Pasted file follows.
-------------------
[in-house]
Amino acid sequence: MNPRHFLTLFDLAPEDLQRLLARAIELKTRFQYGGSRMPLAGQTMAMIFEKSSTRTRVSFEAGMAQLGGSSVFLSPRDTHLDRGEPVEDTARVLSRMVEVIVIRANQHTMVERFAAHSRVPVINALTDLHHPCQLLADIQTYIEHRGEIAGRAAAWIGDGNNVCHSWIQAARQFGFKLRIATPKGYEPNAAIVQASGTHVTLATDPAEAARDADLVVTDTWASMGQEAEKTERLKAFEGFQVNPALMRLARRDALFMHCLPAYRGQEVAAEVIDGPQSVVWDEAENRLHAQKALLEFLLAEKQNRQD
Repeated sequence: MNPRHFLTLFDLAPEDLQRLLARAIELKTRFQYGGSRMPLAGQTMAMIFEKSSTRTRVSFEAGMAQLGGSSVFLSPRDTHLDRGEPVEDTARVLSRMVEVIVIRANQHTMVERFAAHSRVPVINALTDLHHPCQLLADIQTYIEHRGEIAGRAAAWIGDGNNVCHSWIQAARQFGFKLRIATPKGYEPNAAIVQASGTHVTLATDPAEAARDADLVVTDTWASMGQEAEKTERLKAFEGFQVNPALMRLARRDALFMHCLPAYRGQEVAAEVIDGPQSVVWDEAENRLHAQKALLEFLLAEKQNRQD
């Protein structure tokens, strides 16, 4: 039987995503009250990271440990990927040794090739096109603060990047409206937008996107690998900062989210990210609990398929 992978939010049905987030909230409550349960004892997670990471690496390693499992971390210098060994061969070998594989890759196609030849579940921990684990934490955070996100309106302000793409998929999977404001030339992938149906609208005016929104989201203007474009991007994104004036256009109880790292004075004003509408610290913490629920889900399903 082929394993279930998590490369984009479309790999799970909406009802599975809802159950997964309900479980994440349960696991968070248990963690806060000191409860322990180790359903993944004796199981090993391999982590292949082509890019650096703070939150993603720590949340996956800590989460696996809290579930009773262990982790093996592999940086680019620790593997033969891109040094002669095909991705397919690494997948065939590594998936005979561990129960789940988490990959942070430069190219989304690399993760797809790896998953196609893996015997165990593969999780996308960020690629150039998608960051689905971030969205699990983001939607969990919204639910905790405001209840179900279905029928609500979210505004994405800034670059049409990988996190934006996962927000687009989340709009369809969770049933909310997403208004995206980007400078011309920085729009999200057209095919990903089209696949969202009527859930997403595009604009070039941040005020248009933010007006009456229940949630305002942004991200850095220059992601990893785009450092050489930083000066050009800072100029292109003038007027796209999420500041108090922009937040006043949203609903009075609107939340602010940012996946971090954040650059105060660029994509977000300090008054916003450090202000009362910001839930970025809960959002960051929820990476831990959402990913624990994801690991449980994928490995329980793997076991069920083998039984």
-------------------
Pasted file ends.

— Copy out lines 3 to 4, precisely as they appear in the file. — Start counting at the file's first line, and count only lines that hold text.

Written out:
Repeated sequence: MNPRHFLTLFDLAPEDLQRLLARAIELKTRFQYGGSRMPLAGQTMAMIFEKSSTRTRVSFEAGMAQLGGSSVFLSPRDTHLDRGEPVEDTARVLSRMVEVIVIRANQHTMVERFAAHSRVPVINALTDLHHPCQLLADIQTYIEHRGEIAGRAAAWIGDGNNVCHSWIQAARQFGFKLRIATPKGYEPNAAIVQASGTHVTLATDPAEAARDADLVVTDTWASMGQEAEKTERLKAFEGFQVNPALMRLARRDALFMHCLPAYRGQEVAAEVIDGPQSVVWDEAENRLHAQKALLEFLLAEKQNRQD
């Protein structure tokens, strides 16, 4: 039987995503009250990271440990990927040794090739096109603060990047409206937008996107690998900062989210990210609990398929 992978939010049905987030909230409550349960004892997670990471690496390693499992971390210098060994061969070998594989890759196609030849579940921990684990934490955070996100309106302000793409998929999977404001030339992938149906609208005016929104989201203007474009991007994104004036256009109880790292004075004003509408610290913490629920889900399903 082929394993279930998590490369984009479309790999799970909406009802599975809802159950997964309900479980994440349960696991968070248990963690806060000191409860322990180790359903993944004796199981090993391999982590292949082509890019650096703070939150993603720590949340996956800590989460696996809290579930009773262990982790093996592999940086680019620790593997033969891109040094002669095909991705397919690494997948065939590594998936005979561990129960789940988490990959942070430069190219989304690399993760797809790896998953196609893996015997165990593969999780996308960020690629150039998608960051689905971030969205699990983001939607969990919204639910905790405001209840179900279905029928609500979210505004994405800034670059049409990988996190934006996962927000687009989340709009369809969770049933909310997403208004995206980007400078011309920085729009999200057209095919990903089209696949969202009527859930997403595009604009070039941040005020248009933010007006009456229940949630305002942004991200850095220059992601990893785009450092050489930083000066050009800072100029292109003038007027796209999420500041108090922009937040006043949203609903009075609107939340602010940012996946971090954040650059105060660029994509977000300090008054916003450090202000009362910001839930970025809960959002960051929820990476831990959402990913624990994801690991449980994928490995329980793997076991069920083998039984």